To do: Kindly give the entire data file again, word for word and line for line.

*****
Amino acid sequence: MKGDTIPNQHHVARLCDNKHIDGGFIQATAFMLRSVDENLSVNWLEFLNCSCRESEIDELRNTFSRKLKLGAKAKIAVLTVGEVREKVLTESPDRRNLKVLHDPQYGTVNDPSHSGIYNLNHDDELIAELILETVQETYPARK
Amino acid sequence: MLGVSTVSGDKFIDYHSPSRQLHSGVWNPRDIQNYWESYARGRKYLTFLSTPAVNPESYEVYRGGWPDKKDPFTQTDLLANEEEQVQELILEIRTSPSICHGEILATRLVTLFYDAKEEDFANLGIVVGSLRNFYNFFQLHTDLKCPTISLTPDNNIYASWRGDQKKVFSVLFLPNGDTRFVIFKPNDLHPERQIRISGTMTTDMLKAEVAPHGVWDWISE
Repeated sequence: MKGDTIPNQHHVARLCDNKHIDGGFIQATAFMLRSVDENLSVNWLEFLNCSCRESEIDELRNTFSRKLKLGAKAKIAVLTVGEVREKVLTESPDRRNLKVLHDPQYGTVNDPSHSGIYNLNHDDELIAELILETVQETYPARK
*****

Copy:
Amino acid sequence: MKGDTIPNQHHVARLCDNKHIDGGFIQATAFMLRSVDENLSVNWLEFLNCSCRESEIDELRNTFSRKLKLGAKAKIAVLTVGEVREKVLTESPDRRNLKVLHDPQYGTVNDPSHSGIYNLNHDDELIAELILETVQETYPARK
Amino acid sequence: MLGVSTVSGDKFIDYHSPSRQLHSGVWNPRDIQNYWESYARGRKYLTFLSTPAVNPESYEVYRGGWPDKKDPFTQTDLLANEEEQVQELILEIRTSPSICHGEILATRLVTLFYDAKEEDFANLGIVVGSLRNFYNFFQLHTDLKCPTISLTPDNNIYASWRGDQKKVFSVLFLPNGDTRFVIFKPNDLHPERQIRISGTMTTDMLKAEVAPHGVWDWISE
Repeated sequence: MKGDTIPNQHHVARLCDNKHIDGGFIQATAFMLRSVDENLSVNWLEFLNCSCRESEIDELRNTFSRKLKLGAKAKIAVLTVGEVREKVLTESPDRRNLKVLHDPQYGTVNDPSHSGIYNLNHDDELIAELILETVQETYPARK